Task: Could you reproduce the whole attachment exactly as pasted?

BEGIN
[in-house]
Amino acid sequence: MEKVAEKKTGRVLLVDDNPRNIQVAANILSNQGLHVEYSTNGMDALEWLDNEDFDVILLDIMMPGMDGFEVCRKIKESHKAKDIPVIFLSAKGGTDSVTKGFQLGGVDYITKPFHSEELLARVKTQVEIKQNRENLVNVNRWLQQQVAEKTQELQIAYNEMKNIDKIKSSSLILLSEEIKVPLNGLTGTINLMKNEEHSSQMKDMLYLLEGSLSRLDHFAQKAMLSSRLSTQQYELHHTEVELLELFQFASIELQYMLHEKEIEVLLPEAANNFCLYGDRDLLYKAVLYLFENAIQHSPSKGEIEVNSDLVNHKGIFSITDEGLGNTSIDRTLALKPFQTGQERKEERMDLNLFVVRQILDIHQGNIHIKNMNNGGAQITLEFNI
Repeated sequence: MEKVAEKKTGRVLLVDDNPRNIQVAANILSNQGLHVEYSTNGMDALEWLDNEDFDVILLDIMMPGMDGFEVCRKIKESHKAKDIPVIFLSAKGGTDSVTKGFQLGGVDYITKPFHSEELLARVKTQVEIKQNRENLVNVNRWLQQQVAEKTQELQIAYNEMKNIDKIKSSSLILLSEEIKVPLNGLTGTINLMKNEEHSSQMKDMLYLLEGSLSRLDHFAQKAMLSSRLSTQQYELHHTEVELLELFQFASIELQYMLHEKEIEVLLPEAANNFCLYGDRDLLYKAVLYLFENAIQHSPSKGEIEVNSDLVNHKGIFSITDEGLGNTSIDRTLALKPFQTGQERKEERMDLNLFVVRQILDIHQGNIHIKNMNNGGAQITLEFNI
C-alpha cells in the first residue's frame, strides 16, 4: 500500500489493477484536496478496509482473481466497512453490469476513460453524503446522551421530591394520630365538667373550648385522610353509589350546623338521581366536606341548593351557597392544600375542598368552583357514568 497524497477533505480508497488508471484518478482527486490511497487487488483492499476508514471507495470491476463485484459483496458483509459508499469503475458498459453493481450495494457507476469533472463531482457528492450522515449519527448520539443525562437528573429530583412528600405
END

[in-house]
Amino acid sequence: MEKVAEKKTGRVLLVDDNPRNIQVAANILSNQGLHVEYSTNGMDALEWLDNEDFDVILLDIMMPGMDGFEVCRKIKESHKAKDIPVIFLSAKGGTDSVTKGFQLGGVDYITKPFHSEELLARVKTQVEIKQNRENLVNVNRWLQQQVAEKTQELQIAYNEMKNIDKIKSSSLILLSEEIKVPLNGLTGTINLMKNEEHSSQMKDMLYLLEGSLSRLDHFAQKAMLSSRLSTQQYELHHTEVELLELFQFASIELQYMLHEKEIEVLLPEAANNFCLYGDRDLLYKAVLYLFENAIQHSPSKGEIEVNSDLVNHKGIFSITDEGLGNTSIDRTLALKPFQTGQERKEERMDLNLFVVRQILDIHQGNIHIKNMNNGGAQITLEFNI
Repeated sequence: MEKVAEKKTGRVLLVDDNPRNIQVAANILSNQGLHVEYSTNGMDALEWLDNEDFDVILLDIMMPGMDGFEVCRKIKESHKAKDIPVIFLSAKGGTDSVTKGFQLGGVDYITKPFHSEELLARVKTQVEIKQNRENLVNVNRWLQQQVAEKTQELQIAYNEMKNIDKIKSSSLILLSEEIKVPLNGLTGTINLMKNEEHSSQMKDMLYLLEGSLSRLDHFAQKAMLSSRLSTQQYELHHTEVELLELFQFASIELQYMLHEKEIEVLLPEAANNFCLYGDRDLLYKAVLYLFENAIQHSPSKGEIEVNSDLVNHKGIFSITDEGLGNTSIDRTLALKPFQTGQERKEERMDLNLFVVRQILDIHQGNIHIKNMNNGGAQITLEFNI
C-alpha cells in the first residue's frame, strides 16, 4: 500500500489493477484536496478496509482473481466497512453490469476513460453524503446522551421530591394520630365538667373550648385522610353509589350546623338521581366536606341548593351557597392544600375542598368552583357514568 497524497477533505480508497488508471484518478482527486490511497487487488483492499476508514471507495470491476463485484459483496458483509459508499469503475458498459453493481450495494457507476469533472463531482457528492450522515449519527448520539443525562437528573429530583412528600405